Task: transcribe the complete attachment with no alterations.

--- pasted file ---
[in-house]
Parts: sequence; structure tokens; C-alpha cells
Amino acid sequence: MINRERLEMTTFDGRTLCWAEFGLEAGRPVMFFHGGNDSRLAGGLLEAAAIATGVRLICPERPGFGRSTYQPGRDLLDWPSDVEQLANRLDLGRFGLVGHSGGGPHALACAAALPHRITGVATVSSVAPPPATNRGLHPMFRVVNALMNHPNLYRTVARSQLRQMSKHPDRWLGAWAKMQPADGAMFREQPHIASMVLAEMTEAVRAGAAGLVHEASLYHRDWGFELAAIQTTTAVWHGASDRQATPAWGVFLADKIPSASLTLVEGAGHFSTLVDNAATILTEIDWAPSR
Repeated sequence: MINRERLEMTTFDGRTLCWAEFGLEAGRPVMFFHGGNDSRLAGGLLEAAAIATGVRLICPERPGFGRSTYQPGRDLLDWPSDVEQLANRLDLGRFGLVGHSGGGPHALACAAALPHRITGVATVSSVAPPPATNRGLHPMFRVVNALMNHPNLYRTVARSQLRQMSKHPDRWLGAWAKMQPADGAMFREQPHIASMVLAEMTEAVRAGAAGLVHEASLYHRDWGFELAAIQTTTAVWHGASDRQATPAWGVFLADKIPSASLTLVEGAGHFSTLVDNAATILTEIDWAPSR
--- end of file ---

[in-house]
Parts: sequence; structure tokens; C-alpha cells
Amino acid sequence: MINRERLEMTTFDGRTLCWAEFGLEAGRPVMFFHGGNDSRLAGGLLEAAAIATGVRLICPERPGFGRSTYQPGRDLLDWPSDVEQLANRLDLGRFGLVGHSGGGPHALACAAALPHRITGVATVSSVAPPPATNRGLHPMFRVVNALMNHPNLYRTVARSQLRQMSKHPDRWLGAWAKMQPADGAMFREQPHIASMVLAEMTEAVRAGAAGLVHEASLYHRDWGFELAAIQTTTAVWHGASDRQATPAWGVFLADKIPSASLTLVEGAGHFSTLVDNAATILTEIDWAPSR
Repeated sequence: MINRERLEMTTFDGRTLCWAEFGLEAGRPVMFFHGGNDSRLAGGLLEAAAIATGVRLICPERPGFGRSTYQPGRDLLDWPSDVEQLANRLDLGRFGLVGHSGGGPHALACAAALPHRITGVATVSSVAPPPATNRGLHPMFRVVNALMNHPNLYRTVARSQLRQMSKHPDRWLGAWAKMQPADGAMFREQPHIASMVLAEMTEAVRAGAAGLVHEASLYHRDWGFELAAIQTTTAVWHGASDRQATPAWGVFLADKIPSASLTLVEGAGHFSTLVDNAATILTEIDWAPSR